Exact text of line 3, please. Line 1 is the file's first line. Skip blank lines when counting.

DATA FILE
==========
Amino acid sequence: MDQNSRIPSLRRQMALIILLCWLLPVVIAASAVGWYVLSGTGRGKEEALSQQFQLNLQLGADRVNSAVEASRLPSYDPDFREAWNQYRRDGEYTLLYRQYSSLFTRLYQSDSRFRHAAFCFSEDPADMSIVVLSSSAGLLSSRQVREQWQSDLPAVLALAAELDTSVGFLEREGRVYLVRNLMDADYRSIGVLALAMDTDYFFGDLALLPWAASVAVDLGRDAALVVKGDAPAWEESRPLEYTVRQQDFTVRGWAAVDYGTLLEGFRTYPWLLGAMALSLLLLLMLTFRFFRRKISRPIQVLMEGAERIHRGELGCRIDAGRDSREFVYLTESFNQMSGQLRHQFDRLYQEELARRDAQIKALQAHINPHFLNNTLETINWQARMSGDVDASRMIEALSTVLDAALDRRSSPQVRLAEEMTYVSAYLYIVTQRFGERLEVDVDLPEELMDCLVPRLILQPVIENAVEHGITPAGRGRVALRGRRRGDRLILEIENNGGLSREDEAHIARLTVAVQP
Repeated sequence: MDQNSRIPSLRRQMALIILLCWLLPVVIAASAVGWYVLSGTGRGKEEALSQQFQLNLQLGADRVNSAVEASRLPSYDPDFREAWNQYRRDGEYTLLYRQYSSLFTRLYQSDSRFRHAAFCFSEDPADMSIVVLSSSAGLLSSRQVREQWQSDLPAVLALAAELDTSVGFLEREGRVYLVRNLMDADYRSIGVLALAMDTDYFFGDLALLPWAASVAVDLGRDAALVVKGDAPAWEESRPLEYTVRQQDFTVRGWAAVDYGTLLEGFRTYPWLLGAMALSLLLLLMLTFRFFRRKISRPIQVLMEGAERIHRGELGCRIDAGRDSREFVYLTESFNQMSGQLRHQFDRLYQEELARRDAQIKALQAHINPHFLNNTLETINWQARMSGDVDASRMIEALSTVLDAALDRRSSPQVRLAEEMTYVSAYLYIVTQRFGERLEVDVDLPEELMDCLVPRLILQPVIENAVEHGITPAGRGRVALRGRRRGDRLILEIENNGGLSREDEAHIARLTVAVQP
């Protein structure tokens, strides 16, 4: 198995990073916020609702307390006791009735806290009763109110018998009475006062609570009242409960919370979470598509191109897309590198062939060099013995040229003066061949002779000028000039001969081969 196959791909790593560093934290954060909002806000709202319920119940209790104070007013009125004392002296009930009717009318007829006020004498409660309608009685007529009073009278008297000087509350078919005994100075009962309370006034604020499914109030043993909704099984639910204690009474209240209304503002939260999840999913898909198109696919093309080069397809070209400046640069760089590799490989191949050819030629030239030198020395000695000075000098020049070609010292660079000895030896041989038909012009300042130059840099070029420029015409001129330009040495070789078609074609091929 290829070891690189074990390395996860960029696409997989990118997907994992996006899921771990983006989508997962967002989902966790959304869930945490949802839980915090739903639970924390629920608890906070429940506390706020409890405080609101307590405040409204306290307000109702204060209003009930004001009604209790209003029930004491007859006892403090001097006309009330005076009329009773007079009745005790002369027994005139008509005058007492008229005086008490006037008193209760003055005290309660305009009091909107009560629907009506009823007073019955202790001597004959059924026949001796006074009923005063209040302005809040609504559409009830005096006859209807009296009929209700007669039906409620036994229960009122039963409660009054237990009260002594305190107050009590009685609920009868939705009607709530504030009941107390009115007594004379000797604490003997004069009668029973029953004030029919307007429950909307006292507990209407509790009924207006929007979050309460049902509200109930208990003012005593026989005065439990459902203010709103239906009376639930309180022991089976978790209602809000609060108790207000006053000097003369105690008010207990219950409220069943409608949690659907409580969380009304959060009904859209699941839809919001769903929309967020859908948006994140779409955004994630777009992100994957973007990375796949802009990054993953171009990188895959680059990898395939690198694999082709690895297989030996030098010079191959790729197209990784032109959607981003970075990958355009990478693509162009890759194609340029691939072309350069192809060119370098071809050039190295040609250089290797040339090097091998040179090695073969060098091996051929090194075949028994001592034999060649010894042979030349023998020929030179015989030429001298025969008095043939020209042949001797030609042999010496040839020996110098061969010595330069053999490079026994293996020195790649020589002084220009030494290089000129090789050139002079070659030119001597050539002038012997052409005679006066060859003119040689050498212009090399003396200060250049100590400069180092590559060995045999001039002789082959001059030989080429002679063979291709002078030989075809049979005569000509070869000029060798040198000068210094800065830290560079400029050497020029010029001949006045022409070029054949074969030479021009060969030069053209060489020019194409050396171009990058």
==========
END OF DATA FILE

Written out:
């Protein structure tokens, strides 16, 4: 198995990073916020609702307390006791009735806290009763109110018998009475006062609570009242409960919370979470598509191109897309590198062939060099013995040229003066061949002779000028000039001969081969 196959791909790593560093934290954060909002806000709202319920119940209790104070007013009125004392002296009930009717009318007829006020004498409660309608009685007529009073009278008297000087509350078919005994100075009962309370006034604020499914109030043993909704099984639910204690009474209240209304503002939260999840999913898909198109696919093309080069397809070209400046640069760089590799490989191949050819030629030239030198020395000695000075000098020049070609010292660079000895030896041989038909012009300042130059840099070029420029015409001129330009040495070789078609074609091929 290829070891690189074990390395996860960029696409997989990118997907994992996006899921771990983006989508997962967002989902966790959304869930945490949802839980915090739903639970924390629920608890906070429940506390706020409890405080609101307590405040409204306290307000109702204060209003009930004001009604209790209003029930004491007859006892403090001097006309009330005076009329009773007079009745005790002369027994005139008509005058007492008229005086008490006037008193209760003055005290309660305009009091909107009560629907009506009823007073019955202790001597004959059924026949001796006074009923005063209040302005809040609504559409009830005096006859209807009296009929209700007669039906409620036994229960009122039963409660009054237990009260002594305190107050009590009685609920009868939705009607709530504030009941107390009115007594004379000797604490003997004069009668029973029953004030029919307007429950909307006292507990209407509790009924207006929007979050309460049902509200109930208990003012005593026989005065439990459902203010709103239906009376639930309180022991089976978790209602809000609060108790207000006053000097003369105690008010207990219950409220069943409608949690659907409580969380009304959060009904859209699941839809919001769903929309967020859908948006994140779409955004994630777009992100994957973007990375796949802009990054993953171009990188895959680059990898395939690198694999082709690895297989030996030098010079191959790729197209990784032109959607981003970075990958355009990478693509162009890759194609340029691939072309350069192809060119370098071809050039190295040609250089290797040339090097091998040179090695073969060098091996051929090194075949028994001592034999060649010894042979030349023998020929030179015989030429001298025969008095043939020209042949001797030609042999010496040839020996110098061969010595330069053999490079026994293996020195790649020589002084220009030494290089000129090789050139002079070659030119001597050539002038012997052409005679006066060859003119040689050498212009090399003396200060250049100590400069180092590559060995045999001039002789082959001059030989080429002679063979291709002078030989075809049979005569000509070869000029060798040198000068210094800065830290560079400029050497020029010029001949006045022409070029054949074969030479021009060969030069053209060489020019194409050396171009990058």